Antonio then said, “Yes, I noticed your foot came down at every stop sign.”
I repeated, “When I see a stop sign I stop.”
So they explained how it works in a group situation. When the lead rider goes, we can all go as if we were one big car. They said that if we were a really big group, the tail gunner would ride up and block the road so that the whole group can get through and then he would fall in behind the group.
I apologized and said I hadn’t known and that I would know better next time. I started to make a motion like I was going to leave and Gary and Vince said they would ride back to the ferry with me. We would part ways there as they were heading to Langley and I would go through Maple Ridge and Coquitlam to make my way home.
At the turn off, we waved and beeped goodbye and I carried on to make my way home. By the time I was at the Pitt River Bridge, I could feel fatigue creeping in. I was sore in between my shoulder blades from the nervous start to my day and the long day of riding.
I made it home 9-1/2 hours and 270km after I left that morning. A cup of tea and a hot soak in the tub would soon be my reward for a good day of riding.

On Sunday there was an email message telling me a message had been left in the forums. So I clicked on the link to see. There were three separate messages about the ride on Saturday. They hoped I would come on another ride. Ray said he would ride with me anytime. He said it looked like I had riding “nailed”. I think I had tears in my eyes when I read what they wrote. After so much negative input from so many sources, these guys who were strangers to me, made me feel like a million bucks.
A big thanks to the Southern Cruisers for making me laugh and letting me ride my ride.
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#74 Unread post by blues2cruise » Mon Sep 26, 2005 9:56 pm

Sunday, September 26, 2005. This morning I am tired. I'm glad I declined the ride to Anacortes. Instead I make some coffee and breakfast and putter in the garden for a bit. My friend in Port Coquitlam called and asked what I was up to. She asked if I would like to come by later so we could walk on the trail and then have some supper together.
In the meantime I walked to the local grocery store to stock up for the week and by the time I got back it was time to get ready to leave.

I rode out to Poco along a route I usually avoid for the simple reason that there is a playground zone. Everytime I go that way, someone speeds by me on my right. It sure is hard to be legal.
It was a nice ride to my friend's place. We had a good walk and talk and a delicious dinner at a local Italian restaurant.

I went home as soon as dinner was over because of the hour. I had to get up early for work and I still had a few things to do at home.
It was already dark outside and it had cooled off a lot. I had brought along a down jacket to wear under biking jacket. Wow! It was cozy inside.

I'm not crazy about riding at night, but I've ridden this route so many times now, I'm ok with it. Most of the way, has decent lighting and the streets are in good enough shape. Nevertheless, I put even more focus than usual on staying safe...because in the dark, it's harder for cagers to see. Although I do have my usual contingent of reflective gear and my bright yellow jacket, extra caution is needed to get home safe.

I arrived home and reflected on all the riding I did this weekend and other trips as well....and all the feedback and support from you folks here.

I won't give up on it just yet. :)
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A few pics

#75 Unread post by blues2cruise » Sun Oct 02, 2005 7:19 pm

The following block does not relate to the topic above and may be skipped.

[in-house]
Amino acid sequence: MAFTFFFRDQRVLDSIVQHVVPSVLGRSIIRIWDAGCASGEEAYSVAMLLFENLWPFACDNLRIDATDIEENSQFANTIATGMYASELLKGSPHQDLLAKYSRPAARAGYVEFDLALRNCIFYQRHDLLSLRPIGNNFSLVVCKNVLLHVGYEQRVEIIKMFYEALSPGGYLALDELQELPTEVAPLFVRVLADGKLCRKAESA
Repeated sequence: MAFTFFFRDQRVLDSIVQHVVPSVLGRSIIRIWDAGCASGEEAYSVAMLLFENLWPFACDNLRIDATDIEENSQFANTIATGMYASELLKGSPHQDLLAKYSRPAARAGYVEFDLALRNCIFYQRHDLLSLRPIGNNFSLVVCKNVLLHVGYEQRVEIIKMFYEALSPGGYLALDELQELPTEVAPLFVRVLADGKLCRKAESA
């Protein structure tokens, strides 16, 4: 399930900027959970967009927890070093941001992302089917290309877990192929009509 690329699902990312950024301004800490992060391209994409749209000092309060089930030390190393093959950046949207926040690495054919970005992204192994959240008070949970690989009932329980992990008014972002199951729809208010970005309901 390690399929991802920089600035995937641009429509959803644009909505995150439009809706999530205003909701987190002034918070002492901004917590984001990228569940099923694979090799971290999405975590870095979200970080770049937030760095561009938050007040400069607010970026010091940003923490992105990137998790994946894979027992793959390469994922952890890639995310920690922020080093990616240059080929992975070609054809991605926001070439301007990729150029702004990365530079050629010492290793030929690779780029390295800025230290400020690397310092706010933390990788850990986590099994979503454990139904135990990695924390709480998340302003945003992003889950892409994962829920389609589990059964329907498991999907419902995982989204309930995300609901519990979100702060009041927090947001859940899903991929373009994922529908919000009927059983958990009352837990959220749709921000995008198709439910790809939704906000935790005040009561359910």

From my recent backpacking trip and to show my appreciation for the support shown by the members of this website. http://photobucket.com/albums/b334/blue ... 005029.jpg

Do you think BuzZz will like the tree I picked to hug?
http://photobucket.com/albums/b334/blue ... 005038.jpg
Sorry about it being sideways.

From my recent ride with the Southern Cruisers.
Duke's Biker Bar...Do you think there are any 1%'ers in there?
http://photobucket.com/albums/b334/blue ... 005041.jpg

I must go write about the Toy Run today then I will post a few pics.
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Re: A few pics

#76 Unread post by BuzZz » Sun Oct 02, 2005 7:53 pm

blues2cruise wrote:
Do you think BuzZz will like the tree I picked to hug?
http://photobucket.com/albums/b334/blue ... 005038.jpg
Sorry about it being sideways.
That's how people get embarassing slivers, ya know.... :wink:
:laughing:
No Witnesses.... :shifty:

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TOys and bikes and toys and bikers

#77 Unread post by blues2cruise » Sun Oct 02, 2005 8:21 pm

BuzZz,you mean from being sideways? :wink:



The Vancouver Toy Run 2005

I found my smile again today. It has been a difficult several weeks due to various circumstances, including dealing with clinical depression. With the help of my doctor and some medication, I have begun the climb out of my black hole.
Although I had continued to ride, my smile was gone. I was going through the motions.

Then I met The Southern Cruisers. The first ride with them left me feeling a lot more positive because they were very respectful and treated me kindly. Although I still hadn’t found my smile, the second ride with them yesterday was also a positive experience.

Friday night after work, I went toy shopping. Since I bought my bike I have been waiting for this…..The Vancouver Toy Run. So, last night, I placed all the stuff I had bought into a large clear plastic garden bag because the forecast was for rain. I managed to get it balanced into my blue basket that I would cargo net to the bike. I placed everything by the door to be ready for morning. Good thing I did, because I set my alarm wrong and woke up 15 minutes before I was to leave.

I had a big red ribbon around the top of the bag, a red stocking on the basket, a blinking red light and Rudolph antlers on my helmet. These coordinated so well with my yellow raincoat….ha-ha
It was fun seeing the reactions of drivers on the road when they saw the Rudolph ears and blinking light on my helmet.
I met up with dr_bar at the local coffee shop so we could make our way together to Coquitlam Centre Mall. We arrived early but there were already a couple of hundred bikes in line. The red antlers on the helmet sure did make people smile.